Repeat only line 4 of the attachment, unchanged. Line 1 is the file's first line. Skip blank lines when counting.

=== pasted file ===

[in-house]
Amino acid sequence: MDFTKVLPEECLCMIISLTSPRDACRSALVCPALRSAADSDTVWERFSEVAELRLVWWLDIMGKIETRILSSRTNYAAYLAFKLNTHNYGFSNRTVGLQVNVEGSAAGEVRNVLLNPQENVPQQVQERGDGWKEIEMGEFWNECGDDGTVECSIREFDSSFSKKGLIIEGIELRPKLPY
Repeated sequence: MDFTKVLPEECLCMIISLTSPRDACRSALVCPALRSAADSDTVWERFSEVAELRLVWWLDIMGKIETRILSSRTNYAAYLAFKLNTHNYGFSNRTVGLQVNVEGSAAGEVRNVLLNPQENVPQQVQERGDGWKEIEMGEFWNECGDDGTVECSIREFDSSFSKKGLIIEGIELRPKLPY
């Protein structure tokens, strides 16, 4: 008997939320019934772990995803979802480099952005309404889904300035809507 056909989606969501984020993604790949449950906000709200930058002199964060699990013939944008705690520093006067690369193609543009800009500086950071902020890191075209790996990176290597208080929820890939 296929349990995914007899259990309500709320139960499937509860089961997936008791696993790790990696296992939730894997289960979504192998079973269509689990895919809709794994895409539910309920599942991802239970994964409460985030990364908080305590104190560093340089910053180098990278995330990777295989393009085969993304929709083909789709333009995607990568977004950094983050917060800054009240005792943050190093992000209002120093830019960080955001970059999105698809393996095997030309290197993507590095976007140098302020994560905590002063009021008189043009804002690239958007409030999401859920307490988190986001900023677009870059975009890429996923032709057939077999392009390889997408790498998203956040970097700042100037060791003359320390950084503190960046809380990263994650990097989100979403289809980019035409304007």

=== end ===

């Protein structure tokens, strides 16, 4: 008997939320019934772990995803979802480099952005309404889904300035809507 056909989606969501984020993604790949449950906000709200930058002199964060699990013939944008705690520093006067690369193609543009800009500086950071902020890191075209790996990176290597208080929820890939 296929349990995914007899259990309500709320139960499937509860089961997936008791696993790790990696296992939730894997289960979504192998079973269509689990895919809709794994895409539910309920599942991802239970994964409460985030990364908080305590104190560093340089910053180098990278995330990777295989393009085969993304929709083909789709333009995607990568977004950094983050917060800054009240005792943050190093992000209002120093830019960080955001970059999105698809393996095997030309290197993507590095976007140098302020994560905590002063009021008189043009804002690239958007409030999401859920307490988190986001900023677009870059975009890429996923032709057939077999392009390889997408790498998203956040970097700042100037060791003359320390950084503190960046809380990263994650990097989100979403289809980019035409304007």